From the first Motown tour in 1965 to Public Enemy in the mid-80s and today's cutting edge hip hop acts, white British audiences have always been very receptive to the music of black America and 1967's Stax-Volt Revue was no different. I was barely nine months old when Otis Redding, Sam & Dave, Eddie Floyd, Arthur Conley, The Mar-Keys and, of course, Booker T & the MG's got on a bus and ripped it up, cementing their reputation as the cream of the sixties soul crop.
And how do I know this? Because Steve Cropper is telling me, that's how. Steve Cropper - the guy Sam Moore cries out to when he testifies "Play it, Steve" at the peak of Sam & Dave's landmark hit Soul Man. Steve Cropper is also the guy who completed Otis Redding's demo of (Sittin' On) The Dock of the Bay and created a lasting legacy for his great friend just days after the plane crash that killed him, the guy who anchored the Blues Brothers Band, who co-wrote Knock on Wood and In the Midnight Hour, guitar player in Booker T & the MG's, Stax house producer and all round Soul legend.
"The UK audiences were always very welcoming, they loved us man. But here's a thing, a lot is made of how the British bands listened to the R&B music of the 50s - Howlin' Wolf, BB King, Bo Diddley and all - but we all were influenced by The Beatles and the English brigade as well. If you listened to the radio at that time you had to be."
It's strange that a white English boy like Brian Jones or Paul McCartney hears that music, assimilates it and it comes up with the Stones or The Beatles; while Steve Cropper hears that music and pours his country heart into it; then Otis Redding picks it up and it's something else again.
"Well, I always thought that if you take Otis and his voice off those records, most of what I was doing sounds pretty country to me, but Otis couldn't help but make everything he did sound funky."
Steve is coming back to the UK for his third tour with the latest incarnation of The Animals, who with The Beatles spearheaded the so-called British Invasion on 1964. The Animals will open the show and play their hits, before bringing Steve out for the second half and tackling a set of Soul classics, including the inevitable Blues Brothers tribute (Steve was a founding member of the original Blues Brothers Band in 1978).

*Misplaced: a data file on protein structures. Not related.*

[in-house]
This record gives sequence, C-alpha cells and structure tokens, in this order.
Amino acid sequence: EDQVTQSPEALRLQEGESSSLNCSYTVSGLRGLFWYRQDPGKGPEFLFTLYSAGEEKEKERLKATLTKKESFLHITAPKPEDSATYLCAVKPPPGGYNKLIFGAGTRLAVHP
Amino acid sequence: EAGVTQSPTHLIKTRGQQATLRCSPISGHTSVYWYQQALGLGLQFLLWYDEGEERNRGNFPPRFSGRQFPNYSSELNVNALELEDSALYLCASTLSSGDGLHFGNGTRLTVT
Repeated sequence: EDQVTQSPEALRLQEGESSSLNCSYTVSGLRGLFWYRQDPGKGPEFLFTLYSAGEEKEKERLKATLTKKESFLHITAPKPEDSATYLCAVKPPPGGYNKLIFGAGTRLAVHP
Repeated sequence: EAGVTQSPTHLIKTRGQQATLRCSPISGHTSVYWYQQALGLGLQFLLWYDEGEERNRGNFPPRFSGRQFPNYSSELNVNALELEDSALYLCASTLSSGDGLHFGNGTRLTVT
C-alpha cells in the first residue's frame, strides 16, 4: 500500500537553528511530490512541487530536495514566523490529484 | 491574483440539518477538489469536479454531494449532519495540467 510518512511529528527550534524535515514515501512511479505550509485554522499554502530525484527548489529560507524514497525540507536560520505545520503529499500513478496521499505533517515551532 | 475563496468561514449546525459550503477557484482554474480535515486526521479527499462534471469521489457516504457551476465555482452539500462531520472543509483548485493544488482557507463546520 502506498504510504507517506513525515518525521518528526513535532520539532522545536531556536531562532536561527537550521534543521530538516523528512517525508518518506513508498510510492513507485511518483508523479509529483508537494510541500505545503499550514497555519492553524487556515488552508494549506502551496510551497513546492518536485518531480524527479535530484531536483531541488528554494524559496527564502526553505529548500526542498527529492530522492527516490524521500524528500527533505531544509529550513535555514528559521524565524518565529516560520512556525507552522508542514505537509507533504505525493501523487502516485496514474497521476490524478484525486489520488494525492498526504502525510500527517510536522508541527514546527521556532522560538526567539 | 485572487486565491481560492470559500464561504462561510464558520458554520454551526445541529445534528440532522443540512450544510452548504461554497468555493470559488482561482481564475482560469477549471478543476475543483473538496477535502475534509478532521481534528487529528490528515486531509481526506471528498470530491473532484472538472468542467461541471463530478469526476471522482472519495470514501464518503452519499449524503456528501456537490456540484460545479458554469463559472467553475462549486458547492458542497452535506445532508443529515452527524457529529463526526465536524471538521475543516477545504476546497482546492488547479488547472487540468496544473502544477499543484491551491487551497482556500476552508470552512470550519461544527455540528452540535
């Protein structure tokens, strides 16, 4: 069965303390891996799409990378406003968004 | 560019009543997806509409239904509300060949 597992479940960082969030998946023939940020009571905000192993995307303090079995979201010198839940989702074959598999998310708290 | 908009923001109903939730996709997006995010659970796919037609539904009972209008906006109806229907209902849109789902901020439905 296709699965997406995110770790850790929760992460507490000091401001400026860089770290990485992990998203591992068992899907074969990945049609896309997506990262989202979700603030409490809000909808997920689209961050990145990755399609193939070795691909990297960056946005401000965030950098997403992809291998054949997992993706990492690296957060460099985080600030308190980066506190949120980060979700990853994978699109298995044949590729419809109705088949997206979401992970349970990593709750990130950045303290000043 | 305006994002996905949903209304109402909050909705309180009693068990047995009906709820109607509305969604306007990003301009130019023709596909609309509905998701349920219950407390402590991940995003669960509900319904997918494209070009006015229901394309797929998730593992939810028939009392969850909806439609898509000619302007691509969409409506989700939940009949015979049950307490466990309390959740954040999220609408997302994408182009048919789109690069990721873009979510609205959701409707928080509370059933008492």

"I'm looking forward to getting back to the UK because I've missed those audiences. These days though we don't get over there like we used to, at least not since Booker T stopped working and the Blues Brothers thing died down. I understand that though because there's so many tribute bands and all - I joke we've been around long enough now to become our own tribute band!"
The impact of Steve and his Stax Revue cohorts on the UK's music scene is not to be underestimated. As Swinging London's glitterati scrabbled for tickets, it's tempting to see it as the capital's Mods bidding farewell to basement sweatbox Soul jams before embracing the Summer of Love and its lysergic shenanigans, but maybe the arrival of Otis et al actually ensured Caucasian British pyschedelia retained a funky edge often missing from that of its American cousin.
While in the north of England, many point to the tour passing through Birmingham, Manchester and Liverpool as the seed from which Northern Soul was to flourish over the next few years.
Hindsight affords us the luxury of contextualisation, but at the time it was just a tour. I wonder if Steve met any of the great and the good.
"John Steel [The Animals' drummer and sole original member] and I realised we had a lot in common because we both formed bands in high school that went on to become something and through various twists and turns we're still here. We've had this conversation and neither of us can remember meeting back in the sixties, I mean we knew a lot of the same people, same musicians, but we never actually met at the time. I guess we were doing the R&B thing and The Animals were more pop and rock 'n' roll so our paths didn't really cross. We didn't really see The Who or Jimmy Page, or Jeff Beck, or any of those guys."
But Steve did go on to play behind the likes of John Lennon, Bob Dylan, Stevie Wonder, Neil Young… look it up, it's quite a list.
"Sometimes I lie there and I have to pinch myself to see if it's all real. You know, don't get to namedropping or thinking about all the people I've met or played behind. I have to get off that subject because it's endless!"
Is there anyone that you feel you should have worked with?
"I get asked that all the time and I have finally got a definitive answer - Tina Turner. I never got to meet or play with Tina. Of course, I did a bit with Aretha, not just in the film and on sessions, but back when we were both very young I backed her at some DJ conventions.
"I saw Ike and Tina Turner a few times and I met Ike and played with Ike, but I would love to have played with Tina. Still, my friend Tony Joe White played with her and he tells me she's well - he wrote that hit Steamy Windows, that's a pretty good song."
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